Navigation Links
Reinventing the wheel -- naturally
Date:6/14/2010

Humans did not invent the wheel. Nature did.

While the evolution from the Neolithic solid stone wheel with a single hole for an axle to the sleek wheels of today's racing bikes can be seen as the result of human ingenuity, it also represents how animals, including humans, have come to move more efficiently and quicker over millions of years on Earth, according to a Duke University engineer.

Adrian Bejan, professor of mechanical engineering at Duke's Pratt School of Engineering, argues that just as the design of wheels became lighter with fewer spokes over time, and better at distributing the stresses of hitting the ground, animals have evolved as well to move better on Earth. In essence, over millions of years, animals such as humans developed the fewest "spokes," or legs, as the most efficient method for carrying an increasing body weight and height more easily.

"This prediction of how wheels should emerge in time is confirmed by the evolution of wheel technology," Bejan said. "For example, during the development of the carriage, solid disks were slowly replaced by wheels with tens of spokes."

The advantage of spokes is that they distribute stresses uniformly while being lighter and stronger than a solid wheel. "In contrast with the spoke, the solid wheel of antiquity was stressed unevenly, with a high concentration of stresses near the contact with the ground, and zero stresses on the upper side," Bejan said. "The wheel was large and heavy, and most of its volume did not support the load that the vehicle posed on the axle.

"If you view animal movement as a 'rolling' body, two legs, swinging back and forth, perform the same function of an entire wheel-rim assembly," Bejan said. "They also do it most efficiently like one wheel with two spokes with the stresses flowing unobstructed and uniformly through each spoke. The animal body is both wheel and vehicle for horizontal movement."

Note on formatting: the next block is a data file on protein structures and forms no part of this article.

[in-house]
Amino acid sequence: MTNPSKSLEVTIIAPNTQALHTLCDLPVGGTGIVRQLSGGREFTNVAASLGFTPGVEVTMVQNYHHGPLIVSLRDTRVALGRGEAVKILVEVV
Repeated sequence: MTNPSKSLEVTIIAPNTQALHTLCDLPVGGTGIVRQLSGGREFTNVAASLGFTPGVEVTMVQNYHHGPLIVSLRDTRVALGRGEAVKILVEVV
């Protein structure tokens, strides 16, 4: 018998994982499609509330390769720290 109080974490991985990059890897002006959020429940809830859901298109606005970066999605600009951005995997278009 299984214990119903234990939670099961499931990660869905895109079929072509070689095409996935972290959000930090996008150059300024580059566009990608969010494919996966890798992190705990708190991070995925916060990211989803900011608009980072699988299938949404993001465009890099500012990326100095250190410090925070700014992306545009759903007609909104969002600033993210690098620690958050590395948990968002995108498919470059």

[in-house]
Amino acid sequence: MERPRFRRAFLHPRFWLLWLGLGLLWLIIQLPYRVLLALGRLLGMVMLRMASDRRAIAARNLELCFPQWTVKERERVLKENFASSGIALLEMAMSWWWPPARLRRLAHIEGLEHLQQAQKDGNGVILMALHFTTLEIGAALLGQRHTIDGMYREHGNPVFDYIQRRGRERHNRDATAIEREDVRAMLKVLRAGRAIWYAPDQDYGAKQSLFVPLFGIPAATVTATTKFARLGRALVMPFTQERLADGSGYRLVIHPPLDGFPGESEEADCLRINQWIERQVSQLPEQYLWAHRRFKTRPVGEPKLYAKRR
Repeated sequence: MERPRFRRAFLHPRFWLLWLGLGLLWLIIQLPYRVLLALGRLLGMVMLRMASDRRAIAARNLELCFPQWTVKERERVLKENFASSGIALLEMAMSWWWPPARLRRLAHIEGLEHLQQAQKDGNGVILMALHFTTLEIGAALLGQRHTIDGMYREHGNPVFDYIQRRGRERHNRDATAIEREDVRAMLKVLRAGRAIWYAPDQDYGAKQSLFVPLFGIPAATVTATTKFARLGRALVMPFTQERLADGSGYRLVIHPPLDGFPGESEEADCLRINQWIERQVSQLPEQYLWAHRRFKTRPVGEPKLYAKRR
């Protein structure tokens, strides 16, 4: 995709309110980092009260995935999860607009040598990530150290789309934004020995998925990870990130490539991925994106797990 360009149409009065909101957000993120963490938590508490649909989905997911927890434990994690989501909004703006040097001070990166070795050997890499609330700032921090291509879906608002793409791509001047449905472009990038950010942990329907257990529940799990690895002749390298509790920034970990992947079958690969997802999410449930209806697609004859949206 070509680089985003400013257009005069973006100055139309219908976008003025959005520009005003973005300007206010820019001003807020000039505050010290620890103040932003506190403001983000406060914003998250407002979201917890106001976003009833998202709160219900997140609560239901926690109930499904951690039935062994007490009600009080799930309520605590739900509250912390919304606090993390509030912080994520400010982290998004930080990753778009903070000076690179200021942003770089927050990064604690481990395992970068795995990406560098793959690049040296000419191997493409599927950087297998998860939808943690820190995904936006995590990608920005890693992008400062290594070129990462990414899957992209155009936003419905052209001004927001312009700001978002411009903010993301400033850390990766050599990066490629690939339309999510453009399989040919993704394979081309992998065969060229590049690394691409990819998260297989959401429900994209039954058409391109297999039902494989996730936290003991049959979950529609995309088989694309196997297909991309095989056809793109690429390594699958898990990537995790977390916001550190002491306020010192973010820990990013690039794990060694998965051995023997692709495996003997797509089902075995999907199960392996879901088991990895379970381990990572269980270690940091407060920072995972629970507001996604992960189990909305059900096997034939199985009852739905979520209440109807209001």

Bejan's analysis was published early online in the American Journal of Physics. His research is supported by the National Science Foundation and the Air Force Office of Scientific Research.

"An animal leg is shaped like a column because it facilitates the flow of stresses between two points like the foot and hip joint, or paw and shoulder," Bejan said. "In the example of the Neolithic stone wheel, the flow of stresses is between the ground and the whole wheel."

Bejan believes that the constructal theory of design in nature (www.constructal.org), which he started describing in 1996, predicts these changes in the wheel and animal movement. The theory states that for a design (an animal, a river basin) to persist in time, it must evolve to move more freely through its environment.

Since animal locomotion is basically a falling-forward process, Bejan argues that an increase in height predicts an increase in speed. For a centipede, each leg represents a point of contact with ground, which limits the upward movement of the animal. As animals have fewer contacts with ground, they can rise up higher with each stride.

"The constructal theory shows us this forward-falling movement is dictated by the natural wheel phenomenon, which is required for the minimal amount of effort expended for a certain distance traveled," Bejan said.

An earlier analysis by Bejan showed that larger human swimmers are faster because the wave they create while swimming is larger and thus carries them forward faster.